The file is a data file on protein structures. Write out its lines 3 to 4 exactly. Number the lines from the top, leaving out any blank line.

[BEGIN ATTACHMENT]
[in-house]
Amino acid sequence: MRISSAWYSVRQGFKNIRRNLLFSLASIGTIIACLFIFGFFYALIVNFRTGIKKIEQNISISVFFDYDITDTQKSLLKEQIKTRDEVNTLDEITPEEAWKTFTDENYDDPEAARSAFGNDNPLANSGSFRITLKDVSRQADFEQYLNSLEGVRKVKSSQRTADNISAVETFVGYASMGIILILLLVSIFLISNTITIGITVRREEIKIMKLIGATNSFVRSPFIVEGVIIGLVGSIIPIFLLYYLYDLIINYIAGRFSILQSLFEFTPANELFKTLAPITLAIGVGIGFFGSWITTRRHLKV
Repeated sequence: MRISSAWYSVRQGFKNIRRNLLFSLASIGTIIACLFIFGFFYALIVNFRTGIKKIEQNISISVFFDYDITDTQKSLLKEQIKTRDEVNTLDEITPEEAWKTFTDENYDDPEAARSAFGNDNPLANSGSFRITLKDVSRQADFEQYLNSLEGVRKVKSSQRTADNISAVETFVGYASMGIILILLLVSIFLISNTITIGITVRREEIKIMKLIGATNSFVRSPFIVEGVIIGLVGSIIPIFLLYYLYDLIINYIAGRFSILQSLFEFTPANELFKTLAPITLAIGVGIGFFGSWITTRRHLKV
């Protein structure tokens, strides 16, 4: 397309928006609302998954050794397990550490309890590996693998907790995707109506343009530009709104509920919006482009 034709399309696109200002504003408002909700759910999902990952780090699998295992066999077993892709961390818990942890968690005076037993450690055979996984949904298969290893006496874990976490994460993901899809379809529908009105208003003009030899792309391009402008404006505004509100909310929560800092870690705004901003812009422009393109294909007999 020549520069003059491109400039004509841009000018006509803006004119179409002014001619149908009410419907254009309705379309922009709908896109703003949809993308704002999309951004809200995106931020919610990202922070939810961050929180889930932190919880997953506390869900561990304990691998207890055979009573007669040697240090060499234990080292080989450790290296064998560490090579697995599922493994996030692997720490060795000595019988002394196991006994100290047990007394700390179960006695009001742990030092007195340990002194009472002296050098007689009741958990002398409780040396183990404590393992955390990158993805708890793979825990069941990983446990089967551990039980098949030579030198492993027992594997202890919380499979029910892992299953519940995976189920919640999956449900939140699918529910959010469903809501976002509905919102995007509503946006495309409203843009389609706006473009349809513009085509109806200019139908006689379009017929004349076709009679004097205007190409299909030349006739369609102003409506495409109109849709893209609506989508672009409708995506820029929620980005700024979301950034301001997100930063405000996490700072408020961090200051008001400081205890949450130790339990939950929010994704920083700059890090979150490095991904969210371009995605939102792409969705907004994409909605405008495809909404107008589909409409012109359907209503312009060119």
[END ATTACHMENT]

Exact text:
Repeated sequence: MRISSAWYSVRQGFKNIRRNLLFSLASIGTIIACLFIFGFFYALIVNFRTGIKKIEQNISISVFFDYDITDTQKSLLKEQIKTRDEVNTLDEITPEEAWKTFTDENYDDPEAARSAFGNDNPLANSGSFRITLKDVSRQADFEQYLNSLEGVRKVKSSQRTADNISAVETFVGYASMGIILILLLVSIFLISNTITIGITVRREEIKIMKLIGATNSFVRSPFIVEGVIIGLVGSIIPIFLLYYLYDLIINYIAGRFSILQSLFEFTPANELFKTLAPITLAIGVGIGFFGSWITTRRHLKV
């Protein structure tokens, strides 16, 4: 397309928006609302998954050794397990550490309890590996693998907790995707109506343009530009709104509920919006482009 034709399309696109200002504003408002909700759910999902990952780090699998295992066999077993892709961390818990942890968690005076037993450690055979996984949904298969290893006496874990976490994460993901899809379809529908009105208003003009030899792309391009402008404006505004509100909310929560800092870690705004901003812009422009393109294909007999 020549520069003059491109400039004509841009000018006509803006004119179409002014001619149908009410419907254009309705379309922009709908896109703003949809993308704002999309951004809200995106931020919610990202922070939810961050929180889930932190919880997953506390869900561990304990691998207890055979009573007669040697240090060499234990080292080989450790290296064998560490090579697995599922493994996030692997720490060795000595019988002394196991006994100290047990007394700390179960006695009001742990030092007195340990002194009472002296050098007689009741958990002398409780040396183990404590393992955390990158993805708890793979825990069941990983446990089967551990039980098949030579030198492993027992594997202890919380499979029910892992299953519940995976189920919640999956449900939140699918529910959010469903809501976002509905919102995007509503946006495309409203843009389609706006473009349809513009085509109806200019139908006689379009017929004349076709009679004097205007190409299909030349006739369609102003409506495409109109849709893209609506989508672009409708995506820029929620980005700024979301950034301001997100930063405000996490700072408020961090200051008001400081205890949450130790339990939950929010994704920083700059890090979150490095991904969210371009995605939102792409969705907004994409909605405008495809909404107008589909409409012109359907209503312009060119």